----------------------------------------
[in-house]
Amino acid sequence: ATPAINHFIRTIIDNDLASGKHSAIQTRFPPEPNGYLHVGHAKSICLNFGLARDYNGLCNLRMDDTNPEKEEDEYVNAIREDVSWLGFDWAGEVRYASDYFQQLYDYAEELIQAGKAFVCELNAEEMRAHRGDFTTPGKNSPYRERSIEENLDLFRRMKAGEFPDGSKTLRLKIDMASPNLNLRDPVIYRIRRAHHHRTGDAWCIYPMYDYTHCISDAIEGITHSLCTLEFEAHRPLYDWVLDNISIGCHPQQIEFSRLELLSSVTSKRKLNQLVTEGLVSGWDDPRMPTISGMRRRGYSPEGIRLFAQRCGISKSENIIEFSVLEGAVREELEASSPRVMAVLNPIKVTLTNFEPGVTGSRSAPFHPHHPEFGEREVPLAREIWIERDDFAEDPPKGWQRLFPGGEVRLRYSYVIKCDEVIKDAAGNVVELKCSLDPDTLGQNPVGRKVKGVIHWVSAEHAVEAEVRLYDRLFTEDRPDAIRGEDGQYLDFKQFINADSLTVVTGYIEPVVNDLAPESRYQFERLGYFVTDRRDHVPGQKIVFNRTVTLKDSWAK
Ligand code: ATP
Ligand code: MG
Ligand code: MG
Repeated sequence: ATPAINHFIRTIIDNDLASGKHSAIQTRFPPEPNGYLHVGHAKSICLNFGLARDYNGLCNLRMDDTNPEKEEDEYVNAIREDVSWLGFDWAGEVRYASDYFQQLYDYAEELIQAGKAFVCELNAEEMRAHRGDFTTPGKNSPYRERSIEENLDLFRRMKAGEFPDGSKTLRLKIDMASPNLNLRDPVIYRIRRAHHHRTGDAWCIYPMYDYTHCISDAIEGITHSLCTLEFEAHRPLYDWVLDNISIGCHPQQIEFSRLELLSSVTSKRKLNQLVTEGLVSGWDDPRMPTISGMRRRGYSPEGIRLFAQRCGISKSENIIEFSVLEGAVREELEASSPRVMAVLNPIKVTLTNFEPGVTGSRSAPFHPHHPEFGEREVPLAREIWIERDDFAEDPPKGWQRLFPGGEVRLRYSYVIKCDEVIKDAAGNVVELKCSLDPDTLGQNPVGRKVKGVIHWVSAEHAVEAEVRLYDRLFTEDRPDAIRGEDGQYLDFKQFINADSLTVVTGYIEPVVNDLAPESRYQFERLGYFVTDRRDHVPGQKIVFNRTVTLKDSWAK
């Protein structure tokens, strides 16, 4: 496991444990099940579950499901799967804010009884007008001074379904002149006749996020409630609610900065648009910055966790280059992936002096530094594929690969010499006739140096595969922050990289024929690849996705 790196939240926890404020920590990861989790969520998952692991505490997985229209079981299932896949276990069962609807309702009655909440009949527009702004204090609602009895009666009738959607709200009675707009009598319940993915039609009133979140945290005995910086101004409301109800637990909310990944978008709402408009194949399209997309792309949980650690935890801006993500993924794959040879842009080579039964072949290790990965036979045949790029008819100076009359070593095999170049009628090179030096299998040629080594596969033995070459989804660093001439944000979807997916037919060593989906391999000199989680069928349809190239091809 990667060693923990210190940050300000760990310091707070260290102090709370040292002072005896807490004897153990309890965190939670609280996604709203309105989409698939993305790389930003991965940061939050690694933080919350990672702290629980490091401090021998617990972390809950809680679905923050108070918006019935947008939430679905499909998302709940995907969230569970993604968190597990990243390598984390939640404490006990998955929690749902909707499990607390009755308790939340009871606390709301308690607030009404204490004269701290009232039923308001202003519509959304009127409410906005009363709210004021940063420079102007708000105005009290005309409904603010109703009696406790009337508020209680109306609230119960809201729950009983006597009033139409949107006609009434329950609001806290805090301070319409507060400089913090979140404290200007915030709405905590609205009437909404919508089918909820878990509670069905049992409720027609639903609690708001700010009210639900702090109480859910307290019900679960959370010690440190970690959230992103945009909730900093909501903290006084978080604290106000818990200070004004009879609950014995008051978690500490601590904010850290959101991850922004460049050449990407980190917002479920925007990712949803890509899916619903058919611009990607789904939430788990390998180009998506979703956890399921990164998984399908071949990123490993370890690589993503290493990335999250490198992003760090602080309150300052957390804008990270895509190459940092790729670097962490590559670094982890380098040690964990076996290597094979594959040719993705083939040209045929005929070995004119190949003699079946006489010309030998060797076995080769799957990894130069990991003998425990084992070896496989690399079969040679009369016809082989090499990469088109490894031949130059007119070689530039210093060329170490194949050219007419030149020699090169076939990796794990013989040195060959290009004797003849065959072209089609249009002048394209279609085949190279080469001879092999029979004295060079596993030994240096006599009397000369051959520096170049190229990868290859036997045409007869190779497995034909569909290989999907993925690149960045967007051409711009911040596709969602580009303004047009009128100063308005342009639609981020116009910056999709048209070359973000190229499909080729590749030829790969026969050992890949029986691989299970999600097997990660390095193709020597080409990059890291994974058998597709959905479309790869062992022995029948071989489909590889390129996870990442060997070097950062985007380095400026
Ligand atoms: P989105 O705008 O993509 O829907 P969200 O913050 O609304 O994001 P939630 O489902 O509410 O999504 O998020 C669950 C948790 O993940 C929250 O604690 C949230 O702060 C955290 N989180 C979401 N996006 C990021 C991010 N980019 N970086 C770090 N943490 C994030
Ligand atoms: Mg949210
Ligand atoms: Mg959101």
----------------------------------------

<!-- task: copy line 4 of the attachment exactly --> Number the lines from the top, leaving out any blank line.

Ligand code: MG